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Wright JD, Pearl L. 
“Knowledge and experience of young people regarding drug abuse, 1969-89”. 
BMJ. 1990;300(6717):99-103.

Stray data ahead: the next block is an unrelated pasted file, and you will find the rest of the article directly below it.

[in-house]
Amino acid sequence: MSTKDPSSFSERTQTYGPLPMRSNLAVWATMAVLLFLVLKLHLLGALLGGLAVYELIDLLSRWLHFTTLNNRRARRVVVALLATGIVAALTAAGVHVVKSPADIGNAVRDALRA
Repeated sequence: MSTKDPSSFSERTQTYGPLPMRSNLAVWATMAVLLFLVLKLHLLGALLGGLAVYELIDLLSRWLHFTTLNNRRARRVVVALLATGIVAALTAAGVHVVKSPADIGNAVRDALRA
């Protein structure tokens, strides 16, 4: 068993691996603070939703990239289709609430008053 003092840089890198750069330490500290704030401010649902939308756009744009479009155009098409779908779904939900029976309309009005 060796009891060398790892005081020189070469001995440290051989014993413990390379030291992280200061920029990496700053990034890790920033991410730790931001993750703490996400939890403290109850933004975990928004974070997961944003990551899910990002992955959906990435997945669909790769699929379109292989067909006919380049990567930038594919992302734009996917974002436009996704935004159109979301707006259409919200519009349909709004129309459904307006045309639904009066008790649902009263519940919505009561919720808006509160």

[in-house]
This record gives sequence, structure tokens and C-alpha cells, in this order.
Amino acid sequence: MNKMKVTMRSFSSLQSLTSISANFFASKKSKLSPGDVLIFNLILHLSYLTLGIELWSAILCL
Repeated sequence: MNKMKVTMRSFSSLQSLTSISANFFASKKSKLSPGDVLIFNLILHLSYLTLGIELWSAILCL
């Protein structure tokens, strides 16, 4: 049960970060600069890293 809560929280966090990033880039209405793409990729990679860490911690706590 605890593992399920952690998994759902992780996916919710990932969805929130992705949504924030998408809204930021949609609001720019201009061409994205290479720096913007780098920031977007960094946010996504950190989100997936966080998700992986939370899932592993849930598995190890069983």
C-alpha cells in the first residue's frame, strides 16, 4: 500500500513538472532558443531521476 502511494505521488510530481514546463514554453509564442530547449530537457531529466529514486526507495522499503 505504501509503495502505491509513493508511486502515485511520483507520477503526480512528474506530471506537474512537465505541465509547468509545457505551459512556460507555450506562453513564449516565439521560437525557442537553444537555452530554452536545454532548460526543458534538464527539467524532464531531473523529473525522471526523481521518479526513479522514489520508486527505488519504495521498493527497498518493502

OBJECTIVE--To establish a baseline of knowledge to plan an effective health education programme in schools. The survey was repeated at five year intervals from 1969 to 1989. DESIGN--To preserve consistency, the same anonymous questionnaire, which was confidential to the research workers, was used throughout. SETTING--Three secondary schools in Wolverhampton in different parts of the town and representing different social groups. SUBJECTS--Sample sizes ranged from 471 fourth year pupils (aged 14 to 15) in 1969 to 540 in 1984 and 380 in 1989, the decrease being due mainly to the falling birth rate. There were slightly more girls than boys, and the pupils covered the whole range of academic ability. RESULTS--Over the 20 years the proportion of pupils who knew someone taking drugs more than doubled from 15% (71) to 31% (117) and the proportion who had been offered drugs almost quadrupled from 5% (24) to 19% (72). The changes taking place over the past five years were characterised by an increased knowledge about drugs and the first mention of 'crack,' a purified form of cocaine, and 'ecstasy' (methylenedioxymethamphetamine). Peer influence continued to be given as the prime reason for taking drugs. Over the 20 years, though less often mentioned in 1989, television and newspapers remained the most common source of information. CONCLUSIONS--These results suggest the need for responsible coverage by the mass media and for more effective health and social education programmes to prevent the spread of drug misuse.
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